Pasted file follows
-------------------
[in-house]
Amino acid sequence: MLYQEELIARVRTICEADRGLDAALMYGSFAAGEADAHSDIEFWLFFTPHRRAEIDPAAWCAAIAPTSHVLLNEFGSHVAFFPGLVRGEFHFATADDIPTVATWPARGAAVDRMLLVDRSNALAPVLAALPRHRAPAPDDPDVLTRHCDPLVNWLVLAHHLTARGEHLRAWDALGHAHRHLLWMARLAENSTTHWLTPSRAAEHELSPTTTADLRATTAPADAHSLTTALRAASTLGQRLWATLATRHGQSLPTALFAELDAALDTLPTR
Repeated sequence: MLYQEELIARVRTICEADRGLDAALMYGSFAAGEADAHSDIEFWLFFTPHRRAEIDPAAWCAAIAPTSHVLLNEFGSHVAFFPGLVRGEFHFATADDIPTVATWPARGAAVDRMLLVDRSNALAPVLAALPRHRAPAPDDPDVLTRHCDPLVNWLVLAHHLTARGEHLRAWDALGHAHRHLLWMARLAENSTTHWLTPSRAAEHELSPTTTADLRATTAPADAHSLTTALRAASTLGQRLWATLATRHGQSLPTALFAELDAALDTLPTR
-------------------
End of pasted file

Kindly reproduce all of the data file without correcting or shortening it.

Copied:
[in-house]
Amino acid sequence: MLYQEELIARVRTICEADRGLDAALMYGSFAAGEADAHSDIEFWLFFTPHRRAEIDPAAWCAAIAPTSHVLLNEFGSHVAFFPGLVRGEFHFATADDIPTVATWPARGAAVDRMLLVDRSNALAPVLAALPRHRAPAPDDPDVLTRHCDPLVNWLVLAHHLTARGEHLRAWDALGHAHRHLLWMARLAENSTTHWLTPSRAAEHELSPTTTADLRATTAPADAHSLTTALRAASTLGQRLWATLATRHGQSLPTALFAELDAALDTLPTR
Repeated sequence: MLYQEELIARVRTICEADRGLDAALMYGSFAAGEADAHSDIEFWLFFTPHRRAEIDPAAWCAAIAPTSHVLLNEFGSHVAFFPGLVRGEFHFATADDIPTVATWPARGAAVDRMLLVDRSNALAPVLAALPRHRAPAPDDPDVLTRHCDPLVNWLVLAHHLTARGEHLRAWDALGHAHRHLLWMARLAENSTTHWLTPSRAAEHELSPTTTADLRATTAPADAHSLTTALRAASTLGQRLWATLATRHGQSLPTALFAELDAALDTLPTR